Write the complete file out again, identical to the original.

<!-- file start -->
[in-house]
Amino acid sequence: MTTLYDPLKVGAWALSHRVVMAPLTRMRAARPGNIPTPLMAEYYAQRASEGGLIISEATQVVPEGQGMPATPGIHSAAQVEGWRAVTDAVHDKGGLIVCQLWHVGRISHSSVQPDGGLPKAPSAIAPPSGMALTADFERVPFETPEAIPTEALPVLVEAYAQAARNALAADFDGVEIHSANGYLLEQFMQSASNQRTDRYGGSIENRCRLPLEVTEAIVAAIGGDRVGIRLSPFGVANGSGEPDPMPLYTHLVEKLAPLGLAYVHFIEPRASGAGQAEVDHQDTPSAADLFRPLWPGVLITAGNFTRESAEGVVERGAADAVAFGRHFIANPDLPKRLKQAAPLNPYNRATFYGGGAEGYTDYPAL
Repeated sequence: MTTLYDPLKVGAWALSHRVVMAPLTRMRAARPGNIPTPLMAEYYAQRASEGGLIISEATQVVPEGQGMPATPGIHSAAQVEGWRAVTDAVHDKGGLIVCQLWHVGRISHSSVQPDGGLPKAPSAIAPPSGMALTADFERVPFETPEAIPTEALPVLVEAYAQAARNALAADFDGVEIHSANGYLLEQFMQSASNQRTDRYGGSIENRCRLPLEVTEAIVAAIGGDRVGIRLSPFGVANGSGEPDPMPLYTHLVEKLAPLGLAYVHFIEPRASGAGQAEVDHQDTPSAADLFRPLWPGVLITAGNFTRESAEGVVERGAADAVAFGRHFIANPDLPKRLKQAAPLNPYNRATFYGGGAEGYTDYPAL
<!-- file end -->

[in-house]
Amino acid sequence: MTTLYDPLKVGAWALSHRVVMAPLTRMRAARPGNIPTPLMAEYYAQRASEGGLIISEATQVVPEGQGMPATPGIHSAAQVEGWRAVTDAVHDKGGLIVCQLWHVGRISHSSVQPDGGLPKAPSAIAPPSGMALTADFERVPFETPEAIPTEALPVLVEAYAQAARNALAADFDGVEIHSANGYLLEQFMQSASNQRTDRYGGSIENRCRLPLEVTEAIVAAIGGDRVGIRLSPFGVANGSGEPDPMPLYTHLVEKLAPLGLAYVHFIEPRASGAGQAEVDHQDTPSAADLFRPLWPGVLITAGNFTRESAEGVVERGAADAVAFGRHFIANPDLPKRLKQAAPLNPYNRATFYGGGAEGYTDYPAL
Repeated sequence: MTTLYDPLKVGAWALSHRVVMAPLTRMRAARPGNIPTPLMAEYYAQRASEGGLIISEATQVVPEGQGMPATPGIHSAAQVEGWRAVTDAVHDKGGLIVCQLWHVGRISHSSVQPDGGLPKAPSAIAPPSGMALTADFERVPFETPEAIPTEALPVLVEAYAQAARNALAADFDGVEIHSANGYLLEQFMQSASNQRTDRYGGSIENRCRLPLEVTEAIVAAIGGDRVGIRLSPFGVANGSGEPDPMPLYTHLVEKLAPLGLAYVHFIEPRASGAGQAEVDHQDTPSAADLFRPLWPGVLITAGNFTRESAEGVVERGAADAVAFGRHFIANPDLPKRLKQAAPLNPYNRATFYGGGAEGYTDYPAL